- Associated Press - Sunday, June 7, 2015

SIOUX FALLS, S.D. (AP) - Ryan Sullivan is a member of the South Dakota Air National Guard in Sioux Falls. When he’s not deployed with his unit, the Mitchell-native is working to build his small-scale farm in eastern Wisconsin.

The business has become a family endeavor and a way of life.

Having put in 19 years in the military, Sullivan’s family knows what it is to pitch in when a soldier is away. His wife, Jackie, helps around the farm when he is with his Guard unit for a few weeks each summer and for about a month in the winter.

Sullivan, 38, spent four years in active duty and was stationed at Ellsworth Air Force Base. He’s done three tours in Iraq - the first started six days after he got married.

“It was right into the fire for Jackie being a military spouse,” Sullivan said.

He joined the South Dakota Air National Guard in 2004 and has been in the active reserves ever since.

“We made a big change when we moved here and bought the farm,” Sullivan said over the phone from Wisconsin. He plans to stay in the Guard for another few years.

The Sullivans have a daughter, Alaina, who will be 5 in August, and a son, Bennett, who is almost 3. His wife is a physical therapist, but the farm is a full-time job for him.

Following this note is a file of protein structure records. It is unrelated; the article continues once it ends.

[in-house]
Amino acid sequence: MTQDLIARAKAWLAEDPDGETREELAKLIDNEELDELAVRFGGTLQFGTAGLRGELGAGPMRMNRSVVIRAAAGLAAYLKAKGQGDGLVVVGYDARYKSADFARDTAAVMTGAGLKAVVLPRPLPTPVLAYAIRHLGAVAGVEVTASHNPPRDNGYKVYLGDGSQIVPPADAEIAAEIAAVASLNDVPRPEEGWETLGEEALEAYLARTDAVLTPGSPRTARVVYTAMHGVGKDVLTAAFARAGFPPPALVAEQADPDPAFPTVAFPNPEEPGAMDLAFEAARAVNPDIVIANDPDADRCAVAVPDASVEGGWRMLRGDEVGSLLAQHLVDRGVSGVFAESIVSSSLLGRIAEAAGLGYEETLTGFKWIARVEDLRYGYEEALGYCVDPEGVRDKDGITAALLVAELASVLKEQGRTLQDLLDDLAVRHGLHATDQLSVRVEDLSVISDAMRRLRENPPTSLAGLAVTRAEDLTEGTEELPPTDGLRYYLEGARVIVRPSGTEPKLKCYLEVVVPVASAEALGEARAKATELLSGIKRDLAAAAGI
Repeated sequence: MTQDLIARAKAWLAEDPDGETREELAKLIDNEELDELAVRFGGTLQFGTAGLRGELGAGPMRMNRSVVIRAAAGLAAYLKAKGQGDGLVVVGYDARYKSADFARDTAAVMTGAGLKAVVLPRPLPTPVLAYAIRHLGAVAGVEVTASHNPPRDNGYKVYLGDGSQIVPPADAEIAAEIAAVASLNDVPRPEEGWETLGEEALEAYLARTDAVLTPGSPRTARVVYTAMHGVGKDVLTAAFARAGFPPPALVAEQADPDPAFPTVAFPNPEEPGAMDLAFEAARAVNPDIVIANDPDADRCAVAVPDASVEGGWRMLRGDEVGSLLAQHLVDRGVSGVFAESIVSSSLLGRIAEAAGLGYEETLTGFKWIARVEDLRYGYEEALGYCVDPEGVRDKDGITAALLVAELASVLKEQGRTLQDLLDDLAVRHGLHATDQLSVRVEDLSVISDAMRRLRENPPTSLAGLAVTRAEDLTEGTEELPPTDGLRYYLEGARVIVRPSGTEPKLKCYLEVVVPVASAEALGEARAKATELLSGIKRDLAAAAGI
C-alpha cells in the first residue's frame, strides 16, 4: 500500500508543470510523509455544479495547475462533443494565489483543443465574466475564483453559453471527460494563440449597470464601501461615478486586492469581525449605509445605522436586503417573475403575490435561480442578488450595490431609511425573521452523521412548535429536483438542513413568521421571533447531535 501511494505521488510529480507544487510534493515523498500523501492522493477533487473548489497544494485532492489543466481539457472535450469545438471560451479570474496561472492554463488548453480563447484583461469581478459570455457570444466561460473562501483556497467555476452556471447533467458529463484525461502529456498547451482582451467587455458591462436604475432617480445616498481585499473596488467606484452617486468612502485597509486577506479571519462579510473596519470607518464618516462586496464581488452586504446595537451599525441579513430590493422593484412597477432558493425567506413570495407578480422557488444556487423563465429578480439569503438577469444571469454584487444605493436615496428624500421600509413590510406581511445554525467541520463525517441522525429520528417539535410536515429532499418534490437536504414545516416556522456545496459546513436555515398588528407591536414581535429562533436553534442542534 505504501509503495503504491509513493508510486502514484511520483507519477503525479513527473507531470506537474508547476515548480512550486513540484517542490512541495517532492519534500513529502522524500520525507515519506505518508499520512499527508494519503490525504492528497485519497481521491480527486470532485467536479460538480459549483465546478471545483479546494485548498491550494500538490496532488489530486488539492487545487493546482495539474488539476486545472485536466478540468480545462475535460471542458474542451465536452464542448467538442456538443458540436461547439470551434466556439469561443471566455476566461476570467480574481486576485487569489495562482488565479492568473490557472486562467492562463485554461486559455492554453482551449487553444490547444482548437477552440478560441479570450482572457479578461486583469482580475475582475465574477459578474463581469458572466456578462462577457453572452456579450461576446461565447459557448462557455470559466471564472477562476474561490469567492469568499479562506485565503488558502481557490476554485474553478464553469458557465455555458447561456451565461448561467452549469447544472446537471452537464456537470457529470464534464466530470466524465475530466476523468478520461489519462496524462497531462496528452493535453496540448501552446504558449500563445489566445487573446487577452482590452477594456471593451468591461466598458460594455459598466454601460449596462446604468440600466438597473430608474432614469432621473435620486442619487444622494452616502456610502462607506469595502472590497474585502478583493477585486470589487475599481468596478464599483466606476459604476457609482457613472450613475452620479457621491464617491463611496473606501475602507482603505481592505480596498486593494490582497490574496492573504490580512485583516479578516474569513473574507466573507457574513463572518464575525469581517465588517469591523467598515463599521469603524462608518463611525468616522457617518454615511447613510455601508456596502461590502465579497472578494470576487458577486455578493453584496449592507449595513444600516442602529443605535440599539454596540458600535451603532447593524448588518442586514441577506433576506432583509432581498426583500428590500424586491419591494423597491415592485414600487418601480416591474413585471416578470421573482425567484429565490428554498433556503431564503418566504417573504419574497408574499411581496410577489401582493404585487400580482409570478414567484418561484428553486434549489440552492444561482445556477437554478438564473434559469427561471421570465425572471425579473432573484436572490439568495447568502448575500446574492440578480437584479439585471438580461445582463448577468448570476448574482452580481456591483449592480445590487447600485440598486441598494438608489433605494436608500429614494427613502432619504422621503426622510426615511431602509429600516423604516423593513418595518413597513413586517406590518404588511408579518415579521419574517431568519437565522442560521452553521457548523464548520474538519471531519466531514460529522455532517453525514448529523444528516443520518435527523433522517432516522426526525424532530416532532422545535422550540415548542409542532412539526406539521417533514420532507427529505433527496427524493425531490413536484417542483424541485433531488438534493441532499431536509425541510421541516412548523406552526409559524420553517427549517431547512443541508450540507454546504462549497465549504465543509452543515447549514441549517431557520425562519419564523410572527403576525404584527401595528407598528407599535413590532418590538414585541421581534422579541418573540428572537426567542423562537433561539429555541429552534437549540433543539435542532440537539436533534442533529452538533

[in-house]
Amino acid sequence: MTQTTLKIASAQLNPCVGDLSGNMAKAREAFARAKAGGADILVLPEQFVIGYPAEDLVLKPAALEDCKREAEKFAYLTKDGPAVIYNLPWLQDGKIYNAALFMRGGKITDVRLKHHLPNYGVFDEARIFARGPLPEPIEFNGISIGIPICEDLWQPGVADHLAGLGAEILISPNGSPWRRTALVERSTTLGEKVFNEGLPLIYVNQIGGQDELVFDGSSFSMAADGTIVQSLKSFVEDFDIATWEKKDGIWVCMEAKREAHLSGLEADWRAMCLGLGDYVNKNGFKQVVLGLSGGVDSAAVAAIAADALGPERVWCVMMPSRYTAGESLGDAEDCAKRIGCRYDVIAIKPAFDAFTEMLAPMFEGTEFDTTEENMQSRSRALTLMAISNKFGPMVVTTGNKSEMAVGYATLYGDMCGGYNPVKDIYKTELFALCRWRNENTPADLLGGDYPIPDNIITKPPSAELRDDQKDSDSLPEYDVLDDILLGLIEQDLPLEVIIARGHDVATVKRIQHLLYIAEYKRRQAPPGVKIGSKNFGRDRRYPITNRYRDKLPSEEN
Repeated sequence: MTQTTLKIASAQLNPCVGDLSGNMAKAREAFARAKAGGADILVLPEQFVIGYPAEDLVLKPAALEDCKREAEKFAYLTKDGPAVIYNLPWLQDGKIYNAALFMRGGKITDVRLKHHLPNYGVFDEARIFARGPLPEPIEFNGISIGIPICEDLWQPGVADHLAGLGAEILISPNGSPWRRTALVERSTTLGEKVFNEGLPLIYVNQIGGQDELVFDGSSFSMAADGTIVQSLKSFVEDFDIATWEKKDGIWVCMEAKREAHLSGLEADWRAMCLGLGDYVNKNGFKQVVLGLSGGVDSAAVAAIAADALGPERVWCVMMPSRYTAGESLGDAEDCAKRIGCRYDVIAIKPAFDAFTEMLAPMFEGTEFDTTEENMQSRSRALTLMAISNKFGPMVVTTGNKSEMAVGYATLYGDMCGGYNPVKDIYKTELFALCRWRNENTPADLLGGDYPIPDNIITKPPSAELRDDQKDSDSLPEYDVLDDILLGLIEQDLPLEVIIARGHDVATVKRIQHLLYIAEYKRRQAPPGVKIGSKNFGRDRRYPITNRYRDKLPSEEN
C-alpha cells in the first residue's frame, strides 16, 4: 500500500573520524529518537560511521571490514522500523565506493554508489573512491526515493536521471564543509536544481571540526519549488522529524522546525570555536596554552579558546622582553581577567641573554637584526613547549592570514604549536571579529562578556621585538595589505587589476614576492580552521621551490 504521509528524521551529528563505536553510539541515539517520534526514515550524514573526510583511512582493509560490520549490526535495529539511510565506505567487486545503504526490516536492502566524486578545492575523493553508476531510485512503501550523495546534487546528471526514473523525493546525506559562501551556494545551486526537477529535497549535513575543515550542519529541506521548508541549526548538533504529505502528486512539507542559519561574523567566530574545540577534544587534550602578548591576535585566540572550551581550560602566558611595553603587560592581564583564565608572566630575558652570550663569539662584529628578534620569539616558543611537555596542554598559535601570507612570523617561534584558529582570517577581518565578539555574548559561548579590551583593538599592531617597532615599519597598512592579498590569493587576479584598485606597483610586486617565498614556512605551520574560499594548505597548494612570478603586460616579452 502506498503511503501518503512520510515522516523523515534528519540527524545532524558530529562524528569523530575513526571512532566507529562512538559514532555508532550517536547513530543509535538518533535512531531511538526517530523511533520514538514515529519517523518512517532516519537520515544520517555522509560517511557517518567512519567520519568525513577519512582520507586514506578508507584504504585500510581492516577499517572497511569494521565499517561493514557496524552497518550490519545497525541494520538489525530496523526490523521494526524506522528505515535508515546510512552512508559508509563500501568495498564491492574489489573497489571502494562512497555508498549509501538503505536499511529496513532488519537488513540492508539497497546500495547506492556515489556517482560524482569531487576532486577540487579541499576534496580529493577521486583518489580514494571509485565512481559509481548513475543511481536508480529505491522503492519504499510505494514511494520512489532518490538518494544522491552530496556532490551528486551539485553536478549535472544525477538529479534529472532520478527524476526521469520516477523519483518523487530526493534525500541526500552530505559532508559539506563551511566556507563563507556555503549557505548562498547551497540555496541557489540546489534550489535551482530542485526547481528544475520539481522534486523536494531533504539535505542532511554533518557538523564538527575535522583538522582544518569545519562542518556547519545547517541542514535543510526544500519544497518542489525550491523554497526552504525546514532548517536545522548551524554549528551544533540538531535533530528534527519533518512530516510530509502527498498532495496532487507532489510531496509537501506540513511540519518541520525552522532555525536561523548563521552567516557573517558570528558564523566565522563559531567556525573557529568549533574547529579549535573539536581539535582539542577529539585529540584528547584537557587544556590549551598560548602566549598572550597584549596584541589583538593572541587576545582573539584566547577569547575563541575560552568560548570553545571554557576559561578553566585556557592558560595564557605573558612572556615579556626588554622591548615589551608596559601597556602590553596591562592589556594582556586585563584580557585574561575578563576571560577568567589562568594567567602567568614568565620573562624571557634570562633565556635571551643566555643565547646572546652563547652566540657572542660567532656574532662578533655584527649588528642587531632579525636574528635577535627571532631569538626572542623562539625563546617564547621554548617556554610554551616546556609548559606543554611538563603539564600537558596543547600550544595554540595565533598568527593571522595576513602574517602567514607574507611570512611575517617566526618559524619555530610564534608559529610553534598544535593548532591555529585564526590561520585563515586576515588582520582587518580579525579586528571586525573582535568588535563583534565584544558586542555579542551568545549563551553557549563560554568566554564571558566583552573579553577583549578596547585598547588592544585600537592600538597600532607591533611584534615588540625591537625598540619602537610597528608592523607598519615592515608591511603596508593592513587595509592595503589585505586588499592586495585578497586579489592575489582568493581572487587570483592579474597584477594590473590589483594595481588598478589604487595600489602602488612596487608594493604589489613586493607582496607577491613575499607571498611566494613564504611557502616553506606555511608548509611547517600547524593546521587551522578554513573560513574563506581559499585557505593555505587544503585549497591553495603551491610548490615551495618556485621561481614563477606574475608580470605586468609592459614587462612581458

Sullivan talked about how important it is for his family to be behind the farming operation, the Tri-State Neighbor (https://bit.ly/1KEJQSk ) reported.

“It really has to shift to being a way of life,” he said. “It’s too much time and effort not to be a part of family life.”

That holistic approach to farm life was something Sullivan learned through a training program called Farm Beginnings. The 10-session program put on by Dakota Rural Action is meant to prepare those interested in farming for a new business venture.

Dakota Rural Action program administrator Eowyn Corral said the idea is that people leave the course with more than just the hope of taking up farming. They walk away with a business plan, having discussed how important it is to make business decisions with the entire family in mind because it all has to do with quality of life.

Most people who go through the Farm Beginnings course aim to make a living on 200 acres or less. Some plan to keep things smaller, raising food on 10 acres or less.

“The idea is that you don’t need a ton of capital or land or equipment to get into true food production farming,” Corral said.

Just starting his farm, Sullivan already is finding out how much work farming can be - even when it’s on a small scale.

“It’s always a challenge to build things but keep it simple,” he said.

A year and a half ago, he and his wife bought five acres north of Manitowoc, Wisconsin. The place used to be a small dairy, but it had gone bankrupt. The size was right for the Sullivans, though, and it was near his wife’s parents.

Neither she nor her husband grew up on a farm. Sullivan was raised outside of Mitchell. They got interested in farming, he said, after watching food documentaries and learning about “all the things you can’t pronounce” that are in processed foods today.